Each day, around 6PM – 7:30PM, a synapse clicks in my brain telling me that it is “serious news time.”  This probably has something to do with me being born before CNN, when the nightly news was an important TV event.  When I was a child, one of my daily joys was watching the local daily news with my father.  My family was a CBS news family, formed during the era of Walter Cronkite.  It is around this time that I indulge in my serious online time.  I have four major news/opinion sources in my Google Reader:  The New York Times, Slate, Salon, and the Atlantic.  If I am not in the mood to read at the moment, I use Read it Later to bookmark the article.

At night, if I am not going out, the internet has replaced television as my main source of “entertainment.”  If I am not writing my own blog post, I usually return to my blog reading.  I use Commentluv on my blogposts, so I can see the titles of the posts of those who recently commented.  I like to go through YOUR posts, one by one, curious what you are saying, or learning about the newcomers to my blog.  I don’t always comment back, but it is a ritual I enjoy.

After 8PM, I have no specific online routine.   I like to talk to people on IM, especially Juli, Jennifer, Marinka, or Schmutzie.   We sometimes gossip about some online drama of the day.  I then go back to Google Reader to continue with my ALWAYS READ group of 150.   I often return to Twitter until I get burned out or start ranting about some issue.   I’m sometimes online, reading Lifehacker, which gives me a geek thrill, or screenwriting blogs such as that of John August, until I fall asleep, which is why my phone is sitting on my pillow the next morning, where I start all over again.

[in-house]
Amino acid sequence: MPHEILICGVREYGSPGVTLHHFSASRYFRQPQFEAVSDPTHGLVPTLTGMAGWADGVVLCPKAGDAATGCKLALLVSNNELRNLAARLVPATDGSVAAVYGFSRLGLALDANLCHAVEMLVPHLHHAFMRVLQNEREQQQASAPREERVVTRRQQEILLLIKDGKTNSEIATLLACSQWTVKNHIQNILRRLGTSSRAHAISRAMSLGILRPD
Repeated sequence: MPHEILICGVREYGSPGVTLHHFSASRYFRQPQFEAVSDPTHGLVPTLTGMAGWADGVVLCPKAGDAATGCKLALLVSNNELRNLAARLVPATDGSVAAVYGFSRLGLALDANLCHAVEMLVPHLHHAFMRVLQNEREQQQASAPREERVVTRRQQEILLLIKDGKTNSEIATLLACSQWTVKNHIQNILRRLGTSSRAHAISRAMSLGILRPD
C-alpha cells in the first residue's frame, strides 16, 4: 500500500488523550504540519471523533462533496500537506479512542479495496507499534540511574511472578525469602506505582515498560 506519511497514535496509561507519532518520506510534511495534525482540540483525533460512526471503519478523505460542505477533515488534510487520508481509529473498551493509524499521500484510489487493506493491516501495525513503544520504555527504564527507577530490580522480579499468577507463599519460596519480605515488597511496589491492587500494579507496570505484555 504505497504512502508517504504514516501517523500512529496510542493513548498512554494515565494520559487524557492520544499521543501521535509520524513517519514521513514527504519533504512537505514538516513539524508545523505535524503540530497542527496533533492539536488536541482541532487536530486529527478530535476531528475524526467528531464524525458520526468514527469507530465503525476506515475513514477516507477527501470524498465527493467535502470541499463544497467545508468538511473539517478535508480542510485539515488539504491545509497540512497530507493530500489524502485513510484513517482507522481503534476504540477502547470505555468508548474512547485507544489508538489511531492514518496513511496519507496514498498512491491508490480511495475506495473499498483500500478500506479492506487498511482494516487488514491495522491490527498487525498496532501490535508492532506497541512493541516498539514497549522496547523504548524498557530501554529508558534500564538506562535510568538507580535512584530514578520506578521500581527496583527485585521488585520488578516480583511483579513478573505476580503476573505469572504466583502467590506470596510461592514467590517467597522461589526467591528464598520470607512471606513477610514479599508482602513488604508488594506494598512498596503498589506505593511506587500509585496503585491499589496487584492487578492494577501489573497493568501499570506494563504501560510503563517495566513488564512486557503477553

I have no problem with my early morning Twitter/Facebook/blog rituals, my lunch-time blog reading, or my dinner-time news update.  It is the rest of the day that I would like to change.   I want to eliminate a good deal of my time wasting during the work day.  I would like to drastically reduce my nighttime online life so I can read more books, or socialize.  I’m sure these are issues that all of you deal with on a daily basis, including those media bigshots who write these “Media Diet” columns for the Atlantic.  People are people.

Would I be a better person if I consumed more of the quality media diet that these well-known media personalities do?  I doubt it.  It might help me career wise, but is knowing who got fired at Conde Nast today really more important than which personal blogger bought a new house?  The one big difference that is essential to remember is that those who contribute to the Atlantic “Media Diet” column never let their media consumption take over their lives.   They use it to enhance their own product.  They are producers before being consumers.  They do not read personal blogs or acknowledge Aunt Mildred’s joke emails because it is not related to their work.

Or else they just don’t talk about it online.

Expert’s Seal of Approval


Today I had lunch with Miriam, an old college friend from my undergrad days at Columbia. She now has a PhD in Art History and is a curator at a major New York museum. She’s a great person, but she can also be a little snooty. But that’s OK. I like snooty. We haven’t seen each other in a few years, so we spent the meal catching up with each other.